Art exhibition at The Harley Gallery celebrates British coast, country and city

The Harley Gallery in Nottinghamshire will take visitors on a journey of British coastlines, countryside and city with an exhibition that explores the year of the staycation.
At a time when travel destinations are constantly in the headlines, Coast, Country, City promises a change of scenery and a variety of destinations seen through work created by British landscape artists.

The exhibition is the second exhibition in The Jerwood Collection’s year-long residency at the contemporary art gallery, which is based in the heart of the historic Welbeck estate, near Worksop. Coast, Country, City runs between 20th August and 7th November and includes artists such as David Hockney and Edward Bawden, Catherine Yass and Paul Nash, among many more.

More than 50 works from the Jerwood Collection have been selected by independent curator, James Rawlin.

He said: “When I was first approached to consider curating an exhibition for The Harley Gallery of works from the Jerwood Collection, we were already deep into 2020, a year which for so many reasons had turned out very different to how we all might have imagined. The periods of lockdown, local restrictions and a very changed awareness of our proximity to others suggested to me that maybe these new priorities would influence how we saw art.”

“These landscape paintings predate the strange time of 2020. I’m interested in whether our experiences of the year changes how we view these landscapes. Not only this, how might they differ from the artist’s original interpretation?”

His selection invites the viewer to review their perceptions of coast, country and city. He questions whether the seaside and the coast, for example, are the same thing. The wild and windswept coasts of Cornwall, Scotland or East Anglia are often to be found cheek by jowl with the jaunty, cheeky world of the seaside but they are very different, he says.

“The way artists have used this distinction is easy to see,” James said. “Yet when COVID restrictions were lifted last summer, the images of crowds on the sunny beaches and seafronts were screamed out by the tabloid newspapers as the height of irresponsibility when, in a more usual year, they might just be showing Britain at play.”

Lisa Gee, Director of The Harley Gallery, said: “The enforced solitude of lockdown has been very difficult for so many of us and this exhibition of artists’ views of England makes me realise quite how much we have missed. Many of these paintings were done a long time ago and it’s interesting to look at them now in 2021. What do we all expect of our beaches, coasts and city pubs? Are our memories of things long gone or places that still exist?”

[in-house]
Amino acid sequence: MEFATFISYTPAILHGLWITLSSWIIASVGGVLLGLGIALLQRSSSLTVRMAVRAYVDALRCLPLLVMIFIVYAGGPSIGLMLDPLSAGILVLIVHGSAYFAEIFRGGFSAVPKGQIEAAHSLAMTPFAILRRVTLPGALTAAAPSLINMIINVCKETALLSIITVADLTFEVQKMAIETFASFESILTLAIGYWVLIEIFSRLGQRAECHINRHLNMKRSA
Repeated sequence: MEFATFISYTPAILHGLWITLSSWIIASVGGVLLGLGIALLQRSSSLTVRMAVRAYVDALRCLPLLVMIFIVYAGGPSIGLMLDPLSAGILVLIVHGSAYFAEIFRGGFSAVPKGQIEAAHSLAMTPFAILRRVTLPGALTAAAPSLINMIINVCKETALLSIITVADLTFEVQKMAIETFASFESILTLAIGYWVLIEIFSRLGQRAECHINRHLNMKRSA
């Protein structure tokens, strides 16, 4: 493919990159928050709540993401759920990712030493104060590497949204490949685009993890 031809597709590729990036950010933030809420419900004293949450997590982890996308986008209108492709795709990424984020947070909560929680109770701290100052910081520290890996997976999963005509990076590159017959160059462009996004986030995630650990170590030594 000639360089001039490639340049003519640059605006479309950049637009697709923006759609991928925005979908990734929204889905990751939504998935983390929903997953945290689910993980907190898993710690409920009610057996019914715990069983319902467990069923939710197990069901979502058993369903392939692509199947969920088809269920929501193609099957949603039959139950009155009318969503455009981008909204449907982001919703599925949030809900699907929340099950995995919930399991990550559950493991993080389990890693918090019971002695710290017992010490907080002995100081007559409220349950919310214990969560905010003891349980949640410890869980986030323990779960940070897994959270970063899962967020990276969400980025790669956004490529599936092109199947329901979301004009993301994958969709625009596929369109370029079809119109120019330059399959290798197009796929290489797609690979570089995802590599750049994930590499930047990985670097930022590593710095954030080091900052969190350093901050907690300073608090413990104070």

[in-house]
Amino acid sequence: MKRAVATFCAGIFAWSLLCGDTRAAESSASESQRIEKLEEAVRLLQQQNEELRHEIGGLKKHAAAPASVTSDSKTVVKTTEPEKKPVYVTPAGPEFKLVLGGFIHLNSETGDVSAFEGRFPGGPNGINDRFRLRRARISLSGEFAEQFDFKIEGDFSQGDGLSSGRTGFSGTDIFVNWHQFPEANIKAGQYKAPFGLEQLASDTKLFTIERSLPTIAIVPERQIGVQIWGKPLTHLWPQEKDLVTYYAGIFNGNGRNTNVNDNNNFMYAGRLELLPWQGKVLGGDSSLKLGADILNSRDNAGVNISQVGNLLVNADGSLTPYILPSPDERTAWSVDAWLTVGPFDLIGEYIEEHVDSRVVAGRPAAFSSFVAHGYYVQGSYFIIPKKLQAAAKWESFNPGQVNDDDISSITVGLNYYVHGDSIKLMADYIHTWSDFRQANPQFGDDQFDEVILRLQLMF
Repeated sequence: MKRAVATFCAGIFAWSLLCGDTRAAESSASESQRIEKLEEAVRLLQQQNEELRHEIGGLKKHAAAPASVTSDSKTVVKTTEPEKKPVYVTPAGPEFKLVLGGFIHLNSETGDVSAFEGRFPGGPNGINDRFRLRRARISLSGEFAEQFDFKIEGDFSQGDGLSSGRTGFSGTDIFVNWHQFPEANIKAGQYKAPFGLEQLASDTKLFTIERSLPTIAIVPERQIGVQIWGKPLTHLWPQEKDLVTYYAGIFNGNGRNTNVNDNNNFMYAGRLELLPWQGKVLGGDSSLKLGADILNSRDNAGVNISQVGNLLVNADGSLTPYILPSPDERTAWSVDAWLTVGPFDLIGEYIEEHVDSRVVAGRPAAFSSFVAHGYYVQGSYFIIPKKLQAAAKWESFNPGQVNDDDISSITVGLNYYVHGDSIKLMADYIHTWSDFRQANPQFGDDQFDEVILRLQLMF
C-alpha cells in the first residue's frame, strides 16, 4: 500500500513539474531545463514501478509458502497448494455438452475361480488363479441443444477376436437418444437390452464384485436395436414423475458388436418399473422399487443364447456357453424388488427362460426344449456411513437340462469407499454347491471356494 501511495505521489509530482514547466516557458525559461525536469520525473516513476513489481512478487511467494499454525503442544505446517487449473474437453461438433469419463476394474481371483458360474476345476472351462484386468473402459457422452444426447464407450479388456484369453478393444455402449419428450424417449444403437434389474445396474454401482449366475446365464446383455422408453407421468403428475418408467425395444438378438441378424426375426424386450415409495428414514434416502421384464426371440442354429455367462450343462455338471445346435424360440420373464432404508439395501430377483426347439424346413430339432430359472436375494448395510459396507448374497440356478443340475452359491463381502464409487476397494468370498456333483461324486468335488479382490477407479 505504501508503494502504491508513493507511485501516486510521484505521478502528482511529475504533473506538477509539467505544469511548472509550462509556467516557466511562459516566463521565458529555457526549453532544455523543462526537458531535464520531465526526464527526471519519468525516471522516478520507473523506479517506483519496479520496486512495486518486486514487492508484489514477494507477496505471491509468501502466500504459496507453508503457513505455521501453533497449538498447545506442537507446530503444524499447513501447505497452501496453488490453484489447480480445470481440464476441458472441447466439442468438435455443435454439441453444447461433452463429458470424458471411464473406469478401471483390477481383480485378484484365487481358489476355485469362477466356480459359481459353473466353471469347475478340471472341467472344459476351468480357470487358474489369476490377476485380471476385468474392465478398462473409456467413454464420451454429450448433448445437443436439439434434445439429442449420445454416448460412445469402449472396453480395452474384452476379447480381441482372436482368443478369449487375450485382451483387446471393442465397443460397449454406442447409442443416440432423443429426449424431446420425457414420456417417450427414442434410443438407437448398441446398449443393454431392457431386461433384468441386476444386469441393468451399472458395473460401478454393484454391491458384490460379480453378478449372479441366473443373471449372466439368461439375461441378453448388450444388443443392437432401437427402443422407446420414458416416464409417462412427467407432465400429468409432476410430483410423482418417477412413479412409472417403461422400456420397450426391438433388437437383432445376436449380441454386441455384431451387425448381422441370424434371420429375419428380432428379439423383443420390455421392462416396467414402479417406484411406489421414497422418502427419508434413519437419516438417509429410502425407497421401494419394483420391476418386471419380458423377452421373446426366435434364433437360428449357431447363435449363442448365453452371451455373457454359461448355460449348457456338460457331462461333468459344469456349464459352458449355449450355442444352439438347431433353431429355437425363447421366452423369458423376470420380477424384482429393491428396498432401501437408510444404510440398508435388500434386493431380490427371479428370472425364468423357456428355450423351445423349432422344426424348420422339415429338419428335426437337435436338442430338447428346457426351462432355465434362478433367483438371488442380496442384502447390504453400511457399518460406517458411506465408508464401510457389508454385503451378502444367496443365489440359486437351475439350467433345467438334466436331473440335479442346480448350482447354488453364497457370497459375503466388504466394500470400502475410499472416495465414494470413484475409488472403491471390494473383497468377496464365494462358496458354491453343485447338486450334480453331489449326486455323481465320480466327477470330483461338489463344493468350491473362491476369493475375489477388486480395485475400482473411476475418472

The Harley Gallery is on the historic estate of Welbeck on the edge of Sherwood Forest, near Worksop, in Nottinghamshire. Admission to the exhibition is free and there’s also free parking. The Harley Gallery in Nottinghamshire will take visitors on a journey of British coastlines, countryside and city with an exhibition that explores the year of the staycation.
At a time when travel destinations are constantly in the headlines, Coast, Country, City promises a change of scenery and a variety of destinations seen through work created by British landscape artists.

The exhibition is the second exhibition in The Jerwood Collection’s year-long residency at the contemporary art gallery, which is based in the heart of the historic Welbeck estate, near Worksop. Coast, Country, City runs between 20th August and 7th November and includes artists such as David Hockney and Edward Bawden, Catherine Yass and Paul Nash, among many more.

More than 50 works from the Jerwood Collection have been selected by independent curator, James Rawlin.

He said: “When I was first approached to consider curating an exhibition for The Harley Gallery of works from the Jerwood Collection, we were already deep into 2020, a year which for so many reasons had turned out very different to how we all might have imagined. The periods of lockdown, local restrictions and a very changed awareness of our proximity to others suggested to me that maybe these new priorities would influence how we saw art.”

“These landscape paintings predate the strange time of 2020. I’m interested in whether our experiences of the year changes how we view these landscapes. Not only this, how might they differ from the artist’s original interpretation?”

His selection invites the viewer to review their perceptions of coast, country and city. He questions whether the seaside and the coast, for example, are the same thing. The wild and windswept coasts of Cornwall, Scotland or East Anglia are often to be found cheek by jowl with the jaunty, cheeky world of the seaside but they are very different, he says.

“The way artists have used this distinction is easy to see,” James said. “Yet when COVID restrictions were lifted last summer, the images of crowds on the sunny beaches and seafronts were screamed out by the tabloid newspapers as the height of irresponsibility when, in a more usual year, they might just be showing Britain at play.”

Lisa Gee, Director of The Harley Gallery, said: “The enforced solitude of lockdown has been very difficult for so many of us and this exhibition of artists’ views of England makes me realise quite how much we have missed. Many of these paintings were done a long time ago and it’s interesting to look at them now in 2021. What do we all expect of our beaches, coasts and city pubs? Are our memories of things long gone or places that still exist?”

The Harley Gallery is on the historic estate of Welbeck on the edge of Sherwood Forest, near Worksop, in Nottinghamshire. Admission to the exhibition is free and there’s also free parking. Website: www.harleygallery.co.uk

Detail, Edward Bawden RA (1903-1989), Brighton Pier, 1958 (signed 1961) © The Estate of Edward Bawden

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